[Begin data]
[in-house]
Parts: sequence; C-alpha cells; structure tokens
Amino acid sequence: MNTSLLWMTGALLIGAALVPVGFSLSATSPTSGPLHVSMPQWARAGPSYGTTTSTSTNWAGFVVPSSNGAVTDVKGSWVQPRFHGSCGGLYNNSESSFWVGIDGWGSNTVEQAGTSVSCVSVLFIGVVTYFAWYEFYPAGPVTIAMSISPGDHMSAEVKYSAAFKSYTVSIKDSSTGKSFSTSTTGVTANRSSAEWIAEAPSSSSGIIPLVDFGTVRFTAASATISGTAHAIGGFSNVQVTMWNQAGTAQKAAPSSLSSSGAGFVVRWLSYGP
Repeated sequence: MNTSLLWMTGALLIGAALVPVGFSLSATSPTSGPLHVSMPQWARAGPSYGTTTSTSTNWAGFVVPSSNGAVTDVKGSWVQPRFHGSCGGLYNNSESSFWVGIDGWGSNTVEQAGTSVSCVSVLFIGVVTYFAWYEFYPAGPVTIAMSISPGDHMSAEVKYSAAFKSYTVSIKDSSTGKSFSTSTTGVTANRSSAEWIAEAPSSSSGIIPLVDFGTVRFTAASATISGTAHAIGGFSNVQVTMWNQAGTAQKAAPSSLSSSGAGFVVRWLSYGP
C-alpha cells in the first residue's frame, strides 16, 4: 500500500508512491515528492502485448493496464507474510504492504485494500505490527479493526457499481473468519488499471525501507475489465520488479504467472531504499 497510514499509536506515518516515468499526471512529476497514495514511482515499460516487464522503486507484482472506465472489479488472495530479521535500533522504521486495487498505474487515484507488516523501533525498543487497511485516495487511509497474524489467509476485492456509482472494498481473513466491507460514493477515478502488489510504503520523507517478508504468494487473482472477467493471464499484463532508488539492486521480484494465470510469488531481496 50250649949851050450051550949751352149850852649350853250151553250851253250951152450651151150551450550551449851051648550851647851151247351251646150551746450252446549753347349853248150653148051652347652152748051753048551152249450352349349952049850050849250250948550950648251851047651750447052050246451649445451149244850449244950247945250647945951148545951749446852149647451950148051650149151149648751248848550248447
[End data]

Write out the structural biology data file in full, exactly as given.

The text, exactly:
[in-house]
Parts: sequence; C-alpha cells; structure tokens
Amino acid sequence: MNTSLLWMTGALLIGAALVPVGFSLSATSPTSGPLHVSMPQWARAGPSYGTTTSTSTNWAGFVVPSSNGAVTDVKGSWVQPRFHGSCGGLYNNSESSFWVGIDGWGSNTVEQAGTSVSCVSVLFIGVVTYFAWYEFYPAGPVTIAMSISPGDHMSAEVKYSAAFKSYTVSIKDSSTGKSFSTSTTGVTANRSSAEWIAEAPSSSSGIIPLVDFGTVRFTAASATISGTAHAIGGFSNVQVTMWNQAGTAQKAAPSSLSSSGAGFVVRWLSYGP
Repeated sequence: MNTSLLWMTGALLIGAALVPVGFSLSATSPTSGPLHVSMPQWARAGPSYGTTTSTSTNWAGFVVPSSNGAVTDVKGSWVQPRFHGSCGGLYNNSESSFWVGIDGWGSNTVEQAGTSVSCVSVLFIGVVTYFAWYEFYPAGPVTIAMSISPGDHMSAEVKYSAAFKSYTVSIKDSSTGKSFSTSTTGVTANRSSAEWIAEAPSSSSGIIPLVDFGTVRFTAASATISGTAHAIGGFSNVQVTMWNQAGTAQKAAPSSLSSSGAGFVVRWLSYGP
C-alpha cells in the first residue's frame, strides 16, 4: 500500500508512491515528492502485448493496464507474510504492504485494500505490527479493526457499481473468519488499471525501507475489465520488479504467472531504499 497510514499509536506515518516515468499526471512529476497514495514511482515499460516487464522503486507484482472506465472489479488472495530479521535500533522504521486495487498505474487515484507488516523501533525498543487497511485516495487511509497474524489467509476485492456509482472494498481473513466491507460514493477515478502488489510504503520523507517478508504468494487473482472477467493471464499484463532508488539492486521480484494465470510469488531481496 50250649949851050450051550949751352149850852649350853250151553250851253250951152450651151150551450550551449851051648550851647851151247351251646150551746450252446549753347349853248150653148051652347652152748051753048551152249450352349349952049850050849250250948550950648251851047651750447052050246451649445451149244850449244950247945250647945951148545951749446852149647451950148051650149151149648751248848550248447